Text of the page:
Chapter Seven: We Should All Wear Ray-Bans to the Office

By Dr. John Eliot

"There is no such thing as too much confidence."
- Dr. Bob Rotella

I agree. In fact, as a very confident protégé of Rotella’s, I would go even farther and say that great performers require a measure of confidence that would strike many as absurd,


unfounded, in fact, downright irrational. They believe in themselves utterly without question – even when everyone else is questioning how good (or sane) they are.

How confident is that? This confident: Rolling into Tallahassee, Florida for pre-season football camp as an undersized, unproven freshman entering Florida State University’s national powerhouse program – with “PRIME TIME” emblazoned on your license plate. That’s what Deion Sanders did in 1985. He had been a left-handed option quarterback in high school but switched to defense in his first year in college because, as he announced to teammates, “I want to be special. Anyone can play quarterback!” Deion insisted that the team create a special poster featuring Deion to be sold at games. Before the opposing team punted, he’d walk over to their bench to warn them that he was going to return the punt for a touchdown – and he’d dare to do that in the opposition’s home stadium!

In 1989, The Atlanta Falcons selected Sanders high in the first round of the NFL draft, offering him $400,000. “That’s nice,” responded Deion, “but I’m worth way more than that. You’re going to have to pay me $11 million.” And by the way, he was already playing baseball for the New York Yankees. Drafted by the Yankees in 1988, Deion held out of the NFL draft so he could give college baseball a try. His “hobby” generated a record number of stolen bases, a trip to the College World Series for Florida State, and a pro contract. Did I mention that in college Deion also ran track when he had the time? He won an NCAA 400 meter relay event – wearing a pair of baseball pants – because he had a spare 15 minutes between games of a doubleheader. Deion hustled back for the start of the second game and proceeded to knock in the winning run.

The Falcons were dumbfounded by Deion’s ridiculous salary demand. In the history of the NFL, no defensive back had ever signed for a million dollars, and here was this kid, barely 21 years old, who had never played a second in the National Football League, demanding eleven – “to make it fair.” The Falcons refused. But Deion knew he was better than the average wage. He was also busy thinking about making the jump to Yankee Stadium, which he pulled off after fewer than 100 games in the minor leagues – while winning no fans in the New York media by announcing “Football is what I love; baseball is my girlfriend.” By the end of baseball season, the Falcon’s finally gave Deion a $4.4 million deal, short of the eleven mil. he had asked for but still the highest salary every paid to a defensive player.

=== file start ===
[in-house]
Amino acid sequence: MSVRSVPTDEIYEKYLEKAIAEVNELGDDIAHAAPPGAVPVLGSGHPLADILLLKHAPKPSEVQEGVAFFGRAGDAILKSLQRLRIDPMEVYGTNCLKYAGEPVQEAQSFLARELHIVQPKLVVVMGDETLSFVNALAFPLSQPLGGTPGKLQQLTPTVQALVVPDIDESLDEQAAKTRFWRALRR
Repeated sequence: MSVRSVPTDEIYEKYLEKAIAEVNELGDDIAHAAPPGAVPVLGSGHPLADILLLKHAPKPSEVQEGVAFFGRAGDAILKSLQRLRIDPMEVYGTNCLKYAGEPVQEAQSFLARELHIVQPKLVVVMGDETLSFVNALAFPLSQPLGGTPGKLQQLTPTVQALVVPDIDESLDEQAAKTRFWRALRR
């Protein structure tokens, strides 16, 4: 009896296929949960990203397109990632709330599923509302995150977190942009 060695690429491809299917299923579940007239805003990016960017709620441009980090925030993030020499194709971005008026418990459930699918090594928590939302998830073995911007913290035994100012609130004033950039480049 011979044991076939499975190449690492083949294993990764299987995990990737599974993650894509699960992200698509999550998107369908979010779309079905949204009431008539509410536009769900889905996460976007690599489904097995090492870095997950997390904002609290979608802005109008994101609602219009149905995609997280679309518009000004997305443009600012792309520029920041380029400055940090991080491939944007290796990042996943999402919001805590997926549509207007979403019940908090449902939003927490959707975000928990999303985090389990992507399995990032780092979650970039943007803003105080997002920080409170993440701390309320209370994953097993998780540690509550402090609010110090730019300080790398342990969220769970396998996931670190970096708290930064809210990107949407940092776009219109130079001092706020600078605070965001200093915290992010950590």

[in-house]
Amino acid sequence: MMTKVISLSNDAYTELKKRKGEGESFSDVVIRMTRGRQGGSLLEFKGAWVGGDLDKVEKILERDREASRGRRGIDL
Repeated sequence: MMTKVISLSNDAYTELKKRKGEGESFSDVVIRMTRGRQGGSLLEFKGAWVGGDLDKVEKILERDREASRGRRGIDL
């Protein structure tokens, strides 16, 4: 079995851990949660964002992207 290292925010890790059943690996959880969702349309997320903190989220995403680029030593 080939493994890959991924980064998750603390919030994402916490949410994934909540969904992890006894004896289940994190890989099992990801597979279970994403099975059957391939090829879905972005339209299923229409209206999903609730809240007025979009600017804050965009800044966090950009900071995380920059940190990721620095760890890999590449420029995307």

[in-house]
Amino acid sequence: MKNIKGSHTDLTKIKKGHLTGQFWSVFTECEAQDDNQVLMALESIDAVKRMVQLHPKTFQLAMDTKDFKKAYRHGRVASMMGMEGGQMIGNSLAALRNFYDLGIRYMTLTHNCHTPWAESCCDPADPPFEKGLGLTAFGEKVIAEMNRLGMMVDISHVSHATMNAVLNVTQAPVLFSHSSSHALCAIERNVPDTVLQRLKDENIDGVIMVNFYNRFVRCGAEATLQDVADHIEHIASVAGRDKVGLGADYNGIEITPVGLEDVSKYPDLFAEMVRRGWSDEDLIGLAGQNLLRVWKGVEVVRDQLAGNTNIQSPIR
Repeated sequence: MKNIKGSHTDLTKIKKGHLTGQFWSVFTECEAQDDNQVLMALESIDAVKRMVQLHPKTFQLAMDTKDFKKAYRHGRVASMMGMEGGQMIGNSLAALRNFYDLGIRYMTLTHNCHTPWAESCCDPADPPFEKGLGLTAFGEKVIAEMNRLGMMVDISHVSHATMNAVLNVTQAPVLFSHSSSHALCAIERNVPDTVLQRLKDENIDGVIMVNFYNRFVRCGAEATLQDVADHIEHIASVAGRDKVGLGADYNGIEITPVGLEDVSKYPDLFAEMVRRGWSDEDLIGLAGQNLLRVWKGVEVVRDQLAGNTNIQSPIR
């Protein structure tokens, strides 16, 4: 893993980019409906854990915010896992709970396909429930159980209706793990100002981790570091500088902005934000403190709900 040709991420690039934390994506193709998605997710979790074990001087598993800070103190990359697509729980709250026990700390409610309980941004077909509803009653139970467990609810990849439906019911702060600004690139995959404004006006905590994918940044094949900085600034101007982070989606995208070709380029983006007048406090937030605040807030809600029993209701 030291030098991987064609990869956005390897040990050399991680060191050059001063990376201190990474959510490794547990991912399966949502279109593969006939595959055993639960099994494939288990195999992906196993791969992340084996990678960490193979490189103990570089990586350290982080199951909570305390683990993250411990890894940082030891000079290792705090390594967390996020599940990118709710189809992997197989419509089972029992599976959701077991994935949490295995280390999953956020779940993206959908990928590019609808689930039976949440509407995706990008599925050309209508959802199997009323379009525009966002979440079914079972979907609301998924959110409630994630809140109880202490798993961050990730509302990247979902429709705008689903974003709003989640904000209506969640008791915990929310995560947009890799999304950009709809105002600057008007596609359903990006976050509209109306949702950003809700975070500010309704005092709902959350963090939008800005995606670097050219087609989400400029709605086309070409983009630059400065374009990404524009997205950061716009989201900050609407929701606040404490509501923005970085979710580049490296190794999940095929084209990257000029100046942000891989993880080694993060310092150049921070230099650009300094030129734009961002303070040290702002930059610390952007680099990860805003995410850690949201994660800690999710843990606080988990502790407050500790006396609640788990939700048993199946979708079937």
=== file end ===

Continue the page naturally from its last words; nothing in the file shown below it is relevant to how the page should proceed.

Pretty outrageous, no? Surely, the definition of “sheer arrogance.” The press certainly thought so. They ripped him for not being well conditioned, insisted that no athlete could be in both football and baseball shape at the same time; and they accused him of dogging it in both of his occupations, deriding Deion relentlessly for avoiding tackles and striking out against good pitching. They all laughed at the self-annointed “Neon” Deion – who proceeded to run back a punt for a 68 yard touchdown just five minutes into his first professional game, win Super Bowls with the San Francisco 49ers and Dallas Cowboys, start in the Pro Bowl every year, lead the Major Leagues in stolen bases, and hit over .500 in the World Series. Deion Sanders is the only player to hit a homerun and score a touchdown in the same week. He’s the only person to have suited up for a professional baseball and professional football game on the same day. He holds the NFL record of running back 14 interceptions for TDs, and he averaged 16.9 yards every time he possessed the ball. For 12 years, Deion’s high-wattage personality, and daily confidence level that seemed to be stuck at “irrational,” nettled management – especially his insistence that he should be playing every second of every game, offense and defense – and drove headline writers to overkill. Deion – well, Deion remained Deion, and he certainly didn’t give a damn about what a bunch of over-weight sports columnists thought of his mental health. He knew what he was going to accomplish. “When I get the ball, I’m taking it to the house, thinking about scoring every time I touch the ball.”